Making the Most of Hotel Loyalty Programs When You’re Not Traveling

Making the Most of Hotel Loyalty Programs When You’re Not Traveling

You got a fancy hotel credit card thinking that you’d travel often this year and redeem your free-night benefit during a luxury beach vacation. Then came coronavirus. Losing out on a free hotel room isn’t the worst problem to have right now, but it’s fair for frequent travelers to worry about what will happen to all of those hard-earned points, especially if you’re holding a credit card with a steep annual fee.

But there’s some good news: Some — but not all — loyalty programs are extending customers’ status, lengthening expiration dates on rewards and more. Here’s what you need to know about the biggest hotel programs, and how they are helping customers during the coronavirus crisis.

Hotel points generally expire if your account is inactive for a year or so. Since you can’t travel right now, many chains are postponing expiration dates. Both Hilton and Hyatt have said that points that would have expired in March 2020 or later now won’t expire until Dec. 31, 2020.

Some hotels are reducing the requirements to obtain elite status, which grants benefits like late checkout, room upgrades and free breakfast. IHG’s minimum stay requirement for Elite Status dropped from 40 nights to 30 nights. And Hilton is automatically extending elite benefits until March 31, 2022 for all members who currently hold status.

Expiration dates are also being extended for free night certificates and other vouchers like club lounge passes. All Marriott free night awards that would have expired in 2020 now don’t expire until Jan. 31, 2021. Hyatt’s vouchers that would have expired between March and December 2020 don’t expire until the end of 2021. Even if your hotel won’t automatically extend an expiring certificate, call and ask.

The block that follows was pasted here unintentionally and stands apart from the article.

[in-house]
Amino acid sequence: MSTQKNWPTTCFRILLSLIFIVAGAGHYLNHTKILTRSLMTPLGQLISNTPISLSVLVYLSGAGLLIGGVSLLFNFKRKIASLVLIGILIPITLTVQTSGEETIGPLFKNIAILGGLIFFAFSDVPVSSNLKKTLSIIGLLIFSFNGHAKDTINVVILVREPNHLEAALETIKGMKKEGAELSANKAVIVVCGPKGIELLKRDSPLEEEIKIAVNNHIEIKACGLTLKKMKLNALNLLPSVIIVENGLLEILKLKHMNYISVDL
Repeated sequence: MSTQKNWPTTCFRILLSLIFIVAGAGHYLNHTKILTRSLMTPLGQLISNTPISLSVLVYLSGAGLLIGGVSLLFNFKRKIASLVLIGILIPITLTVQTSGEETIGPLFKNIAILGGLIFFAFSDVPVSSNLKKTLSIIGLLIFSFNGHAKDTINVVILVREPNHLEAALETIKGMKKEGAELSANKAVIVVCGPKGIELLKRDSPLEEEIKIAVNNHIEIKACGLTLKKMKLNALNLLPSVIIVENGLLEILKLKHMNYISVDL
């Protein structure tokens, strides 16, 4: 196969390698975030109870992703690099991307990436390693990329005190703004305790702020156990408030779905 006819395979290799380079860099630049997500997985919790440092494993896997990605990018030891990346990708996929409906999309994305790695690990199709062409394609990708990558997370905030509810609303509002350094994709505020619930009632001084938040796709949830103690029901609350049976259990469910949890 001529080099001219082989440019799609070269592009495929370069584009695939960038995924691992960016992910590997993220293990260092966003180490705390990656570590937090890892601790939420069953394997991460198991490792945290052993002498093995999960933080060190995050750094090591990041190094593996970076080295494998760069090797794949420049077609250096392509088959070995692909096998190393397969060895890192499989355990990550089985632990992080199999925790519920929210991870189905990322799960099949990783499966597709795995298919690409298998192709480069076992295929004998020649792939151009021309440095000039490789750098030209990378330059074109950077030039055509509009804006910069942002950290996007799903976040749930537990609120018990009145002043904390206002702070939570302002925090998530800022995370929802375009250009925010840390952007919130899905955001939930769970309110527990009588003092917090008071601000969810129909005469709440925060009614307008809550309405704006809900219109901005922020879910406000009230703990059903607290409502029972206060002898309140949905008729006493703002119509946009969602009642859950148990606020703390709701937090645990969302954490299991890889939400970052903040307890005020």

You can’t travel for a while, but you can put in work today to keep your account active and gain points toward a future trip. Some loyalty programs, like IHG and Hilton, allow you to earn points for filling out surveys. IHG also has a program called IHG Rewards Club Dining that gives you points by spending money with partner restaurants (ordering takeout counts!).

Hotel-branded credit cards often give rewards for everyday purchases, which may tempt you to keep using them. Many Hilton credit cards earn bonus points at gas stations and supermarkets and restaurants in the United States. But since points can only be redeemed at Hilton hotels, you may want to pause your spending on that credit card (to keep it active, just put a small recurring charge on it, like a streaming service, then set the bill to autopay each month). It might make more sense for the time being to use a credit card that earns cash back instead, since you can put the money you earn from your grocery store purchases this month toward paying off bills or any other expenses.

And if the annual fee is making you want to part ways with your hotel credit card, it’s OK to cancel it. Or consider downgrading it to a no-annual-fee version. Most banks allow you to cancel your credit card within 30 to 60 days of your annual fee being billed (you typically receive the fee back as a statement credit). Even if you miss that window, most banks allow you to cancel your card at any time and may give you a prorated refund on the annual fee. Or, ask customer service for a retention offer — they might waive the annual fee, or give you a statement credit or bonus points in exchange for not canceling the account.

The assessment of financial products in this article are independently determined by Wirecutter and have not been reviewed, approved, or otherwise endorsed by any third party. A version of this article appears at, which will be updated as the situation evolves.

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